Yes, Alexie won the 2007 National Book Award for Young People’s Literature for this novel. And, yes, it’s possible that this line has an inner logic discernible only to teenagers. But the rest of us may wonder: Why does this line have five S’s and six P’s instead of six S’s and five P’s? Why does it have eight A’s and ten G’s instead of ten A’s and eight G’s? What, exactly, is the logic behind this manic sequence of letters? Does it help to know that it’s supposed to sound like “a 747 is landing on a runway of vomit”? Or that in the book the letters take up two lines (without punctuation) instead of one? The letters seem intended as onomatopoeia, but their arrangement is so random, you wonder if Alexie’s space bar just got stuck.

This line suggests how the language of e-mail – or perhaps Hollywood screenplays – is infecting novels for all ages. Will we someday get a novel written entirely in emoticons?

The ten Delete Key Awards finalists are being numbered but announced in random order.

(c) 2008 Janice Harayda. All rights reserved.

www.janiceharayda.com

January 2, 2008

National Book Awards Reality Check: Finalist Edwidge Danticat’s ‘Brother, I’m Dying’

The latest in an occasional series on winners of or finalists for major book awards and whether they deserved their honors

Title: Brother, I’m Dying. By Edwidge Danticat. Knopf, 273 pp., $23.95.

What it is: The author’s memoir of her uncle, Joseph Dantica, who died a nightmarish death while in custody of U.S. immigration officials in Miami in 2004. Danticat lived with her uncle for eight years while growing up in Haiti and interweaves his story and hers.

A finalist for … the 2007 National Book Award for nonfiction, won by Tim Weiner’s Legacy of Ashes: The History of the CIA www.nationalbook.org.

Was this one of those literary honors that make you wonder if the judges were all on Class B controlled substances? No.

Worthy of being a finalist for a major award? A qualified yes. Danticat’s story of the brutal and medically negligent treatment of her 81-year-old uncle may be the best account in print of what can happen to an innocent visitor wrongly detained by U.S. immigration authorities. But that story unfolds in the last 100 pages, and the writing precedes it is much less interesting and more pedestrian.

 

Best line: “When you hear that someone has died whom you’ve not seen in a long time, it’s not too difficult to pretend that it hasn’t really happened, that the person is continuing to live just as she has before, in your absence, out of your sight.”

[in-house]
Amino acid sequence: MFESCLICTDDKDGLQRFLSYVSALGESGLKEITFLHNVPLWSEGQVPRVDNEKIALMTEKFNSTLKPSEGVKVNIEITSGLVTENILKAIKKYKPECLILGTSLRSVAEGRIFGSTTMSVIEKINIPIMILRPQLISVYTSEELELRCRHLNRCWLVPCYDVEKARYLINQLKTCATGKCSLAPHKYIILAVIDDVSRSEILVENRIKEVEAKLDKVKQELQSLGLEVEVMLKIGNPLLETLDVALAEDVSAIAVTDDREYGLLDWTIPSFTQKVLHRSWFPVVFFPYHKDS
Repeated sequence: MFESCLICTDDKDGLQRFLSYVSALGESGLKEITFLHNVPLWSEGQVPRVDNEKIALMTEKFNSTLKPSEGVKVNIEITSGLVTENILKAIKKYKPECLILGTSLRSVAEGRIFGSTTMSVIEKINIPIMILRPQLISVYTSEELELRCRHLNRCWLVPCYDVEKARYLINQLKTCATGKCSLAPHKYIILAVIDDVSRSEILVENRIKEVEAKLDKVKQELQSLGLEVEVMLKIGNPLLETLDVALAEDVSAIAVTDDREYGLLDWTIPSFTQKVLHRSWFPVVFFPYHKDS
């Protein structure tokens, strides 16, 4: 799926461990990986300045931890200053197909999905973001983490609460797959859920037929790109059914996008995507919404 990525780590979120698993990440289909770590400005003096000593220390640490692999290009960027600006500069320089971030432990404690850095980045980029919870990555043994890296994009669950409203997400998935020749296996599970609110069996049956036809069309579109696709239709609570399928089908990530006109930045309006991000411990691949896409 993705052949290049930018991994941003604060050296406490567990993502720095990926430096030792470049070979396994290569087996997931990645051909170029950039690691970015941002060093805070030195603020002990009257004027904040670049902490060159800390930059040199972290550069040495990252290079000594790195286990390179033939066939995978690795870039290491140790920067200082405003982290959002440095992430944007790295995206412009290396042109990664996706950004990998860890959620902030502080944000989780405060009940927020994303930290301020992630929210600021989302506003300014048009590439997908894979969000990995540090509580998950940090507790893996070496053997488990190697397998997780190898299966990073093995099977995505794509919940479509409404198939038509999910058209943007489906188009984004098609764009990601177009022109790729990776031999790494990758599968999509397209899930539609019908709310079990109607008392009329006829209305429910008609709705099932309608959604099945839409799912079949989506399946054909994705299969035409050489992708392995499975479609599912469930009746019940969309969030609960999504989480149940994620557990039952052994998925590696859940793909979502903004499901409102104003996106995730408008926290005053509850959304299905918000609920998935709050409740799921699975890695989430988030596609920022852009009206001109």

Worst line: No. 1: “The colorfully painted lottery stands were still selling hundreds of tickets to hopeful dreamers.” As opposed to dreamers who weren’t hopeful? (The time frame of that line is confusing, too: hundreds of tickets a day? a week?] No. 2:My father was dying and I was pregnant. Both struck me as impossibly unreal.” How does “impossibly unreal” differ from just “impossible” or “unreal”? That “impossibly” is just padding. No. 3: The stilted, “In mid-October, my husband and I learned our child’s gender from our midwife …” Who speaks that way? Wouldn’t you just say, “We learned our baby’s sex” or “We learned that we were having a girl”? Lines like these three – and Brother, I’m Dying has many – should give pause to any awards judge, no matter how worthy the subject of a book.

 

Published: September 2007 www.aaknopf.com

 

Furthermore: Danticat also wrote Breath, Eyes, Memory and The Farming of Bones, an American Book Award winner. She lives in Miami.

 

© 2008 Janice Harayda. All rights reserved.

www.janiceharayda.com

November 16, 2007

I Belong to the ‘Tribe of Chronic Masturbators,’ Says the Hero of ‘The Absolutely True Diary of a Part-Time Indian,’ Winner of the National Book Award for Young People’s Literature

By Janice Harayda

Remember how upset some librarians got when the word “scrotum” appeared on the first page of the 2007 Newbery Medal winner www.oneminutebookreviews.wordpress.com/2007/02/19/? I wonder what they’re going say to when they find out that the hero of Sherman Alexie’s The Absolutely True Diary of a Part-Time Indian says that he belongs to “the tribe of chronic masturbators.”

Alexie’s novel won National Book Award for Young People’s Literature on Wednesday, so it’s safe to say that it will also receive consideration for the Newbery that the American Library Association www.ala.org will hand out in January. I’ll review the book in the next week or so (along with Daughter of York, originally scheduled for this week).

Until then librarians who want to check out that “good part” can do it by going to the listing for the novel on Amazon www.amazon.com and using the “Search Inside This Book” tool to search for “tribe of chronic masturbators,” which appears on page 217. [Note: All you teenage boys who found this site by searching for “scrotum” or “masturbation,” go back to your Social Studies. That page number was a public service for librarians.]

Oh, am I going to have fun reviewing this book! Please bookmark this site or subscribe to the RSS feed if you’d like to read my comments.

© 2007 Janice Harayda. All rights reserved.
www.janiceharayda.com